CT Scan

A computed tomography (CT scan) is a test in which x-rays are taken to study all parts of the body, such as the chest, belly, pelvis or an arm or leg. It can take pictures of body organs, such as the liver, pancreas, intestines, kidney, and heart. It can also study blood vessels, bones, and the spinal cord.

An iodine dye (contrast material) is often used to make it easier to see the CT pictures. The dye can be put in a vein (IV) in the arm, or placed in other areas, such as the rectum or joint. For some CT scans the dye has to be swallowed by mouth.

To get ready for a CT scan you may be asked to:

  • Take off clothes and wear a gown.
  • Remove any metal objects, such as a belt or jewelry.
  • Not eat a few hours before time for the scan.


The contrast material may be used in several ways:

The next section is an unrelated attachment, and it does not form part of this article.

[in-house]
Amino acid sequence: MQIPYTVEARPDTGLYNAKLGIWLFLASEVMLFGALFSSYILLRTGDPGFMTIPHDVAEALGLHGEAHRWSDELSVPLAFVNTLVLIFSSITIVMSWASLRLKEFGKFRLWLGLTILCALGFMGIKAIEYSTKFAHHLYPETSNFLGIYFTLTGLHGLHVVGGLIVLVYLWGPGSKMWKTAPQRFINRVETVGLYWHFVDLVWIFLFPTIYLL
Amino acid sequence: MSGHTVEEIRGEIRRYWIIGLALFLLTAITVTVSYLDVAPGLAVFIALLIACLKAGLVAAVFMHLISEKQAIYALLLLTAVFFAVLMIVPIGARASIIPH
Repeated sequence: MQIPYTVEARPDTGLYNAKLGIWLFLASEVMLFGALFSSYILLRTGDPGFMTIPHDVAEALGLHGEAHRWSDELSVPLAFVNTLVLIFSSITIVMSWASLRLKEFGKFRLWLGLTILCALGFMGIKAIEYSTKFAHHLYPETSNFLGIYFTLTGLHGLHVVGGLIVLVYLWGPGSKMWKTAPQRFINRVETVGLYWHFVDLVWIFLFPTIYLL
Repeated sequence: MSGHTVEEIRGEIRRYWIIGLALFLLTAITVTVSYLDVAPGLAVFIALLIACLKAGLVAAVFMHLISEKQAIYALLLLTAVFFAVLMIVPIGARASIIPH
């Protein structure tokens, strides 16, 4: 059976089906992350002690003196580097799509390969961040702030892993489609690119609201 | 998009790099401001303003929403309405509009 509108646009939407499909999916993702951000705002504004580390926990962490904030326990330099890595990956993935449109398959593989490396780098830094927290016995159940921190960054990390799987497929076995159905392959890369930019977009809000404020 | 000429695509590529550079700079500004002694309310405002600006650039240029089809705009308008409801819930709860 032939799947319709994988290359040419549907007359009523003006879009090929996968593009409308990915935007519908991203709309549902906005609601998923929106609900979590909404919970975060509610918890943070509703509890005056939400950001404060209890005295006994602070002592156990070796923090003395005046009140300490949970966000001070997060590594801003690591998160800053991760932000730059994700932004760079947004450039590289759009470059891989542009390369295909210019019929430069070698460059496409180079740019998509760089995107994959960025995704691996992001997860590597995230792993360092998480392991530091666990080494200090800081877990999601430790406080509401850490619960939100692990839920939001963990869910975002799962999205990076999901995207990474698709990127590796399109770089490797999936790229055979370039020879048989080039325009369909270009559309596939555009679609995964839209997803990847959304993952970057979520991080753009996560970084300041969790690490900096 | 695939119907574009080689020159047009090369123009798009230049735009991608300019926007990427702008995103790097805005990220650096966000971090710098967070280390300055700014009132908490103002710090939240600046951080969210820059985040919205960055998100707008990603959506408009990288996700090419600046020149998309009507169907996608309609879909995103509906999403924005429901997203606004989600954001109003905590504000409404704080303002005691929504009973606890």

• Oral – swallow a liquid for stomach or esophagus scan.
  • Injection – IV in the arm to see gallbladder, urinary tract, liver or blood vessels.
  • Rectal – placed thru the rectum to see intestines.

If a child is having a CT scan, the doctor may want to give something to help calm and still them. Too much movement blurs the images and may not show accurate results.

Let your doctor know if you have ever had an allergic reaction to any medication, shellfish, or iodine before you have a CT scan.

A numbing cream (EMLA), before getting an IV, can be applied about one hour before the scan.

Most scans take around 5-20 minutes. CT scans of the brain takes 5-10 minutes. During the test you will lie down on a moving table and placed into the scanner. The scanner will move around you and take x-rays. The person doing the scan (technologist) may ask you to hold your breath at certain points to avoid blurring the images.

After the CT Scan

After the scan you can return home to your normal activities. In some cases, you may be asked to stay for a short time to make sure you are feeling well after the exam. You will be told to drink lots of fluids to help your kidneys remove the contrast material from your body.